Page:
He was offered a high post in the Civil Services and held a doctorate. These were despicable days. He once again faced the discrimination because of his caste. No one handed him files or papers, even the peon threw them onto this desk. This gives us an idea of how ‘untouchability’ had become a part of everyone’s heart.
He had enough of the treatment he was being given here and decided to quit. He managed to obtain the job of a professor of political economy in the Sydenham college of Commerce and Economics, Bombay. He still had this urging desire in him to continue his higher studies. He went to England in 1920 at his own expenses. In the next three years, he managed to get numerous awards and qualified as a Barrister-at-Law.
He returned to his mother land at the ripe age of 23. He knew however that nothing had changed around him. People didn’t care what his qualifications there. They refused to see the light of the day and continued to treat him as an ‘untouchable’.
It was then that Bhimrao Ramji felt that the time to do something about it had finally come about. Even though his qualifications meant nothing to other people, he was well respected within the Dalit community. He had received the best education any Dalit in those times could get and hence had the potential to be the leader of the Dalit community.
He started voicing his opinions and things that he felt should be reformed. One of them was the separate electoral system for the Dalits and other lower castes. He also favored providing reservations for the Dalit and other minority communities.
Some incidents have shown his true fearlessness. He believed that justice doesn’t come on it’s own, people must try and secure it for themselves.
Even though the legislature allowed everyone to use public water, wells and tanks, dalits were still afraid to use them. One such was the Mahad(Raigad, Maharashtra) municipality tank which had opened four years ago but not one ‘untouchable’ had drunk from it. Dr. Babasaheb Ambedkar led a peaceful procession to the Chowdar tank and became the first ‘untouchable’ to drink from it. This action provided the necessary courage that other’s needed and they drank from it as well.
He believed in setting an example for others.
He was glorified as a hero by thousands of his followers on his return from Bombay after the separate electoral system had been granted.
However, Mahatma Gandhi opposed it. He believed the Harijans(children of god – Untouchables) and Hindus would never reconcile if this idea went forward. He believed that Hinduism would change and leave the bad practices behind. He began a fast-unto-death.
Only Babasaheb had a say in this matter. At first, he refused Gandhiji’s plea saying that he was doing what was best for his people but, as the matter prolonged and Gadhiji’s health began failing, he visited him. In subsequent visits and numerous talks, Gandhiji had finally managed to convince Babasaheb Ambedkar that Hinduism would change and leave it’s bad practices behind. Instead of separate electorates, more representation was to be given to the depreesed classes.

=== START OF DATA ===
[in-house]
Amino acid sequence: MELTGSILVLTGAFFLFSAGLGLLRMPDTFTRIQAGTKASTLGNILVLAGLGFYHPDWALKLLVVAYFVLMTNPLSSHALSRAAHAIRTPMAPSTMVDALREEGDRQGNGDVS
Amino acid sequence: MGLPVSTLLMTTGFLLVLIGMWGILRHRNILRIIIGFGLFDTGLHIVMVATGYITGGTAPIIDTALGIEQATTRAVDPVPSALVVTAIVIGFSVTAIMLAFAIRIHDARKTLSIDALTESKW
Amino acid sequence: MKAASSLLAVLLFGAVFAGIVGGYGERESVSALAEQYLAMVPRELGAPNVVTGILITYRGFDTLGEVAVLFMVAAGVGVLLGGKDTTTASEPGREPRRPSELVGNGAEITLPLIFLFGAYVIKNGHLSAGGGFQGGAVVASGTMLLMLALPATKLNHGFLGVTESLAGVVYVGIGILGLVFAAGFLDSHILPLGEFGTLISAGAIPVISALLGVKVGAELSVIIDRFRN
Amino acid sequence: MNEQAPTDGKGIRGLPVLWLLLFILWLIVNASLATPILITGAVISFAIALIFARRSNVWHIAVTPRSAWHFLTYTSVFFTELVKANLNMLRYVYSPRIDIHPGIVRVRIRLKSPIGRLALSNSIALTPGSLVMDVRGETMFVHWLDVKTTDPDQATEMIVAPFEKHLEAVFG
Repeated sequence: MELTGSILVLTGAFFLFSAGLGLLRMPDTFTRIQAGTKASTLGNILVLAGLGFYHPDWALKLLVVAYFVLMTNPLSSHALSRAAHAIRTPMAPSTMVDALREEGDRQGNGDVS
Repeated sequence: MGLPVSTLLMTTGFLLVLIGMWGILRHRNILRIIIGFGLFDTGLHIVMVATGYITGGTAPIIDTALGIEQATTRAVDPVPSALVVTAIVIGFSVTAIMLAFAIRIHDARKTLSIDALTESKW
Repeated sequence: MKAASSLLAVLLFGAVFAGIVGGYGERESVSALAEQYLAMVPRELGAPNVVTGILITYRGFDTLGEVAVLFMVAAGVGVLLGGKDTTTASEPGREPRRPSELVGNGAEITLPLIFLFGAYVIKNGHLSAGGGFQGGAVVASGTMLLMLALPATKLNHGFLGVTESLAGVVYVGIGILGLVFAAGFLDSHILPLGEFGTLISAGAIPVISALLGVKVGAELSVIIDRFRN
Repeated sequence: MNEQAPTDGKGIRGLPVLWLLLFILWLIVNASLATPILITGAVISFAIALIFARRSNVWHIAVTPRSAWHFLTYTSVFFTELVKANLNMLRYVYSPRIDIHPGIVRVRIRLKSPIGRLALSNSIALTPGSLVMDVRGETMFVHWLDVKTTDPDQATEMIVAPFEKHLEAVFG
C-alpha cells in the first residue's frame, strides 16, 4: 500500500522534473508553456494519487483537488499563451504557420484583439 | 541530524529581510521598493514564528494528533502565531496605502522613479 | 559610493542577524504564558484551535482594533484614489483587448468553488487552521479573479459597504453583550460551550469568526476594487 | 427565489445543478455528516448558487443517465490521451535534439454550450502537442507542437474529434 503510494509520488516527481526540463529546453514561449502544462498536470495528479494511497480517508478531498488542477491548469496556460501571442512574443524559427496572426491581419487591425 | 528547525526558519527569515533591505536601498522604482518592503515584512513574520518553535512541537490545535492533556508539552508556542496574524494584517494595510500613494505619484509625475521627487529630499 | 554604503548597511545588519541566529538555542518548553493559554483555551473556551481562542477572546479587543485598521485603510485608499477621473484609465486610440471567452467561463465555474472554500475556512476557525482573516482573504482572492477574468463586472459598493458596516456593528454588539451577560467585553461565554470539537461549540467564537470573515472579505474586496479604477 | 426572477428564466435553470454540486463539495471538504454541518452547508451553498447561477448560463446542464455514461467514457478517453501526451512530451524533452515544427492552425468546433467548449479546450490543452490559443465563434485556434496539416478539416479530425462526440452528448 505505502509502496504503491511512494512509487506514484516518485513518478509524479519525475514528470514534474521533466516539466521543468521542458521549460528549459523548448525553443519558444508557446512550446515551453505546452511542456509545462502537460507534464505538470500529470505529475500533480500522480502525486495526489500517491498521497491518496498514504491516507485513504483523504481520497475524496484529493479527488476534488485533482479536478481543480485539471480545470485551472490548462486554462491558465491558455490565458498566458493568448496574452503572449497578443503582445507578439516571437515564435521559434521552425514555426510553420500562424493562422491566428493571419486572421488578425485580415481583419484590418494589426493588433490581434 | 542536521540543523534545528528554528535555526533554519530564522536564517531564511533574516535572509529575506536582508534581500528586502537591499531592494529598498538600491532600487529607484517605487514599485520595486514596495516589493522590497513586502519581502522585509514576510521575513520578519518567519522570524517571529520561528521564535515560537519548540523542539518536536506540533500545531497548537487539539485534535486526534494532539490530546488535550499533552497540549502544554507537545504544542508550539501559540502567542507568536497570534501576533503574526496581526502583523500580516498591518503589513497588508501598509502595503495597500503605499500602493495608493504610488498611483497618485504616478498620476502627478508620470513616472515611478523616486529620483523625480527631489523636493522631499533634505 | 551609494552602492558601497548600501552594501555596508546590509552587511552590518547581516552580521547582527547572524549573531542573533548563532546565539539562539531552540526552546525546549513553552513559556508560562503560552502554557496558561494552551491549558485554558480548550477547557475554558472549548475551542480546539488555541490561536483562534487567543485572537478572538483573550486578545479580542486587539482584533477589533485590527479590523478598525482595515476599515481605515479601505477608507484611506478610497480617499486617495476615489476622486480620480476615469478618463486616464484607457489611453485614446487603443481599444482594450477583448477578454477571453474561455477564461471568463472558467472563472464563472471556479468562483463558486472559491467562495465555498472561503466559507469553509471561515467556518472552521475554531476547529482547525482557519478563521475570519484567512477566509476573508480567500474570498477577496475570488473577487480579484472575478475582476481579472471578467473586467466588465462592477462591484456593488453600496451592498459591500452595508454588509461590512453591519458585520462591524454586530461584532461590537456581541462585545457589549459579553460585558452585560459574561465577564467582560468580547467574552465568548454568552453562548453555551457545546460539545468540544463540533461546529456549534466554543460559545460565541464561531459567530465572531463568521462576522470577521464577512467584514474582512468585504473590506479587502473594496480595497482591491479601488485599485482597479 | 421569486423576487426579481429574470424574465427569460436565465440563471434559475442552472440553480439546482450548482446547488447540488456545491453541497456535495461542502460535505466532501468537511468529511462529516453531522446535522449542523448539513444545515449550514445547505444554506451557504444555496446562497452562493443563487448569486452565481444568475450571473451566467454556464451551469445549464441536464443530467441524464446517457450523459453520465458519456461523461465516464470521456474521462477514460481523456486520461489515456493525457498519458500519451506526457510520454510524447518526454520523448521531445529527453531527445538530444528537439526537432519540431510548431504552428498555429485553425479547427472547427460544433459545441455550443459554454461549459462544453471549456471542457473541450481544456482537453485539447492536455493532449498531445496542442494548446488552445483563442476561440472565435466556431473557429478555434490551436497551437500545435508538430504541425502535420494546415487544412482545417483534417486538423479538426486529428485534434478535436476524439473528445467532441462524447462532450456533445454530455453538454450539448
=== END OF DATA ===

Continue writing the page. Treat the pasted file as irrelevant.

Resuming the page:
The period between 1935 and 1950 was his prime-life. He was appointed the Principle of the Government Law college, Bombay.
During the Second World War, he was appointed as the Labour Minister. However, he remained in touch with who he was. He didn’t turn corrupt. He said that he was born poor and his attitude towards people never changed and never would change.
Dr. B.R. Ambedkar is best known as one of the founding fathers of the constitution.
All his study in law, economics, and politics made him the best man available for this job. He had to make a constitution for the World’s largest democracy. He stood up to the job and did all the research he could on the constitutions of other countries and a deep knowledge of the law. He had to face this burden alone, he alone could do justice to this task. He didn’t back down by the sheer enormity of the task, instead, he faced it. Head on.
He said that “Hinduism has only given us insults, misery, and humiliation.” At a Dalit conference in 1935, he said “We have not been able to secure the barest of human rights….I am born a Hindu. I couldn’t help it, but I solemnly assure you that I will not die a Hindu.”
After attending a Buddhist Conference in Srilanka, a few years after the independence, he announced that all ‘oppressed’ people should embrace Buddhism as the way of life. He also said that he was going to devote the rest of his lie to the revival of Buddhism in India.
For the next 5 years, he carried on a relentless fight against caste discrimination. The battle was half-won when the constitution prohibited the practice of untouchability in India, However, Ambedkar knew that it would take a long-time before it managed to get through the heart of every Indian.
He embraced Buddhism in 1956 at a public ceremony. He became one with nature just 7 weeks later….
That was the end of the life of one of the most charismatic leaders in the History of India.
He was one of those who changed the course of history, moved and shook the world. He showed the path the people should follow and occupied a million hearts. People like him don’t come about often but, when they do, they leave such a lasting effect that persists for ages to come. Few people on Earth have managed to cause a paradigm shift like Dr. Babasaheb Ambedkar. Even fewer have managed to do it with his tenacity. He was a true leader.
Men like Dr. Babasaheb Ambedkar are immortal. They continue to live long after they become one with nature. His memory continues to live in the Dalits who till this date, respect him with all their heart. The coming generations will continue to respect him and cherish his memory.